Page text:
# Volume 186, Issues 1-4: Trakhtenbrot's centenary

Trakhtenbrot's centenary

### 1. Structure and Power: an emerging landscape

In this paper, we give an overview of some recent work on applying tools from category theory in finite model theory, descriptive complexity, constraint satisfaction, and combinatorics. The motivations for this work come from Computer Science, but there may also be something of interest for model theorists and other logicians. The basic setting involves studying the category of relational structures via a resource-indexed family of adjunctions with some process category - which unfolds relational structures into treelike forms, allowing natural resource parameters to be assigned to these unfoldings. One basic instance of this scheme allows us to recover, in a purely structural, syntax-free way: the Ehrenfeucht-Fraisse~game; the quantifier rank fragments of first-order logic; the equivalences on structures induced by (i) the quantifier rank fragments, (ii) the restriction of this fragment to the existential positive part, and (iii) the extension with counting quantifiers; and the combinatorial parameter of tree-depth (Nesetril and Ossona de Mendez). Another instance recovers the k-pebble game, the finite-variable fragments, the corresponding equivalences, and the combinatorial parameter of treewidth. Other instances cover modal, guarded and hybrid fragments, generalized quantifiers, and a wide range of combinatorial parameters. This whole scheme has been axiomatized in a very general setting, of arboreal categories and arboreal covers. Beyond this basic level, a landscape […]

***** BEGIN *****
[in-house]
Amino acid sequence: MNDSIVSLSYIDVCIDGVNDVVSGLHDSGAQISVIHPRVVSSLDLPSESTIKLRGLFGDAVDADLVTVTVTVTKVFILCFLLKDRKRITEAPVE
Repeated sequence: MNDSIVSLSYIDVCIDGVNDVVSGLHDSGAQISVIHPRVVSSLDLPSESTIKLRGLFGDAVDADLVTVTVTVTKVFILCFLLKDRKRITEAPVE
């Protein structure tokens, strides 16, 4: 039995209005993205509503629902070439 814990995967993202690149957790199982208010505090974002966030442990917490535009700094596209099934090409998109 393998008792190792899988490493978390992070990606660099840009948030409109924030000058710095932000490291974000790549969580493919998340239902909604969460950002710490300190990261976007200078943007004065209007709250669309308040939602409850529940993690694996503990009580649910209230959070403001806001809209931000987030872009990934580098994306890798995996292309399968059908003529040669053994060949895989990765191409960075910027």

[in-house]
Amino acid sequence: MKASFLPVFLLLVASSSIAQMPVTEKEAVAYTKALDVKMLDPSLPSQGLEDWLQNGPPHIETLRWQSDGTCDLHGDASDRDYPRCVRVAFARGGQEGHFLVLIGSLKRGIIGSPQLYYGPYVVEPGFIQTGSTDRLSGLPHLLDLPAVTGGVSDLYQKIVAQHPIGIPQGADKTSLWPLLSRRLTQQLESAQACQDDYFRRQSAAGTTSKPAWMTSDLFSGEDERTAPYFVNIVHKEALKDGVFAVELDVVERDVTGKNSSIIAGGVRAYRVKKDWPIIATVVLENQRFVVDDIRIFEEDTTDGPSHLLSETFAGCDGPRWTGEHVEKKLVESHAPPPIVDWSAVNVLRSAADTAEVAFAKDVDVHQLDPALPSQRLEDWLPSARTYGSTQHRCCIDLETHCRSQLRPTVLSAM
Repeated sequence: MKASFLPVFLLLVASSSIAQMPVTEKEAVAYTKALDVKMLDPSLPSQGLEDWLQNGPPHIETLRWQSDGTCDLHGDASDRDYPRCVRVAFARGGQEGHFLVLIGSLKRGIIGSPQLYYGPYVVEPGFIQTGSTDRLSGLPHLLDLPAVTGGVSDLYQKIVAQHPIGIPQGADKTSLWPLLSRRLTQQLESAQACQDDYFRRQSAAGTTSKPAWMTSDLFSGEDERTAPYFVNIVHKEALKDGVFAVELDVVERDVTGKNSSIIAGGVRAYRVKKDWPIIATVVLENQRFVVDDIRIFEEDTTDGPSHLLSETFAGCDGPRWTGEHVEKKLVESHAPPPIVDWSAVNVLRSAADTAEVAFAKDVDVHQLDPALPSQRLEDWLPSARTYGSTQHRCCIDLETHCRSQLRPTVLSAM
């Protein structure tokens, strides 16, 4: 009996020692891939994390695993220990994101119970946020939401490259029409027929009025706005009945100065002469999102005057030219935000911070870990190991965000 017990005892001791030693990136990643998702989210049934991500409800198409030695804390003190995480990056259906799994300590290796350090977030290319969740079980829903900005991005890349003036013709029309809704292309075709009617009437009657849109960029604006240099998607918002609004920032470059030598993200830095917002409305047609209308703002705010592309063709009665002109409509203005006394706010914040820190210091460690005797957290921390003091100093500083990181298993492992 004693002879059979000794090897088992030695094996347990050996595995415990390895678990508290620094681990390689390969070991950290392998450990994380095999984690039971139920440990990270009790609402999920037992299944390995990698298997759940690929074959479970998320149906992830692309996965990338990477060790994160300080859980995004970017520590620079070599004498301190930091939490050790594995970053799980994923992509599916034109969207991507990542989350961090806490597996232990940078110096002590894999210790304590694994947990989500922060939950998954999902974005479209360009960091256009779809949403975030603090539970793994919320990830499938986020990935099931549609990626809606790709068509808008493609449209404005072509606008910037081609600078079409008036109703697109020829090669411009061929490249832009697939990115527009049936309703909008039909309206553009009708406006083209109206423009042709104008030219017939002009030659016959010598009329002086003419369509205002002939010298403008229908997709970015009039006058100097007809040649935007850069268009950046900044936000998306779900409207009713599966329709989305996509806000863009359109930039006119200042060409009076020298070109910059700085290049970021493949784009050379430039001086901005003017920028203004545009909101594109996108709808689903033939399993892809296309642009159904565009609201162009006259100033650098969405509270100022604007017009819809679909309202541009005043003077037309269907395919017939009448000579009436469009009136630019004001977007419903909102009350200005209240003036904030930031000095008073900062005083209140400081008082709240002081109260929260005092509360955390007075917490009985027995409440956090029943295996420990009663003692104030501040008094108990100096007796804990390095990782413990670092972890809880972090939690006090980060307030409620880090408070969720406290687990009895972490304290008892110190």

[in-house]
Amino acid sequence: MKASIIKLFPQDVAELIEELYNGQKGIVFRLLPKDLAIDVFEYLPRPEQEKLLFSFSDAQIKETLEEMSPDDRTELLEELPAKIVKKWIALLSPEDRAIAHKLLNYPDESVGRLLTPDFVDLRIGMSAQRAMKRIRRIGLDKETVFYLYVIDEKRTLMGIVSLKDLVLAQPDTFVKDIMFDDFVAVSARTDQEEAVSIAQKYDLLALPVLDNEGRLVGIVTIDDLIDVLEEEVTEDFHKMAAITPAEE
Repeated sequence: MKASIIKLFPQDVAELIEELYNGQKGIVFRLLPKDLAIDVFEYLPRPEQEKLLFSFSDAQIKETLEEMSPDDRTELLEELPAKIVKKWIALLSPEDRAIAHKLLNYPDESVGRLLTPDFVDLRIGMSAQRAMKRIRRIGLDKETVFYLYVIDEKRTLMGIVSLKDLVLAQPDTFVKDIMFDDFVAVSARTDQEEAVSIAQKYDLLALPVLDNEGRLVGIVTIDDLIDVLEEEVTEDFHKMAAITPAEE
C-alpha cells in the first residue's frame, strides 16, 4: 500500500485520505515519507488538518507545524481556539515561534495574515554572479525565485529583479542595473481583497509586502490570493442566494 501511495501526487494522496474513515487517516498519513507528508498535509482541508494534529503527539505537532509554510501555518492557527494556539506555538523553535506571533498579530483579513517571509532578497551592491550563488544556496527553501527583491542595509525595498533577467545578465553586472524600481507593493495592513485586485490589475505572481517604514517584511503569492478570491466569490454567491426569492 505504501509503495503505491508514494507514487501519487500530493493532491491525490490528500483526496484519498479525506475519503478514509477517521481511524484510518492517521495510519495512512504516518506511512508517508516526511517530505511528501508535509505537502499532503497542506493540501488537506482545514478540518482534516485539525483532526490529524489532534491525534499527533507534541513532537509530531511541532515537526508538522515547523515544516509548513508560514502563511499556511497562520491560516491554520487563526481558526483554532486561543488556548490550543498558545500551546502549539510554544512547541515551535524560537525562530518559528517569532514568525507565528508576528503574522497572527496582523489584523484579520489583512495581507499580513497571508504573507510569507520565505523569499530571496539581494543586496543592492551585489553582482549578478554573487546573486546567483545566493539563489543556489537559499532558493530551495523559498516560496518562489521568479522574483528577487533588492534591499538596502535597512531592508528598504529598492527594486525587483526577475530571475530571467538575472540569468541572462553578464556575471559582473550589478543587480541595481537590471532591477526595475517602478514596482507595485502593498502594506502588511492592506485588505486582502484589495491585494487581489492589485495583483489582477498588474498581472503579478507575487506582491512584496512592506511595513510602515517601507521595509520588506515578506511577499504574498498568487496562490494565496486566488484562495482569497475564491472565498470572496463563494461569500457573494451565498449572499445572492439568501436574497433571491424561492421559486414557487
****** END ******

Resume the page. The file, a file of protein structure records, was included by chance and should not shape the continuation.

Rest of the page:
### 2. Affine completeness of some free binary algebras

A function on an algebra is congruence preserving if, for any congruence, it maps pairs of congruent elements onto pairs of congruent elements. An algebra is said to be affine complete if every congruence preserving function is a polynomial function. We show that the algebra of (possibly empty) binary trees whose leaves are labeled by letters of an alphabet containing at least one letter, and the free monoid on an alphabet containing at least two letters are affine complete.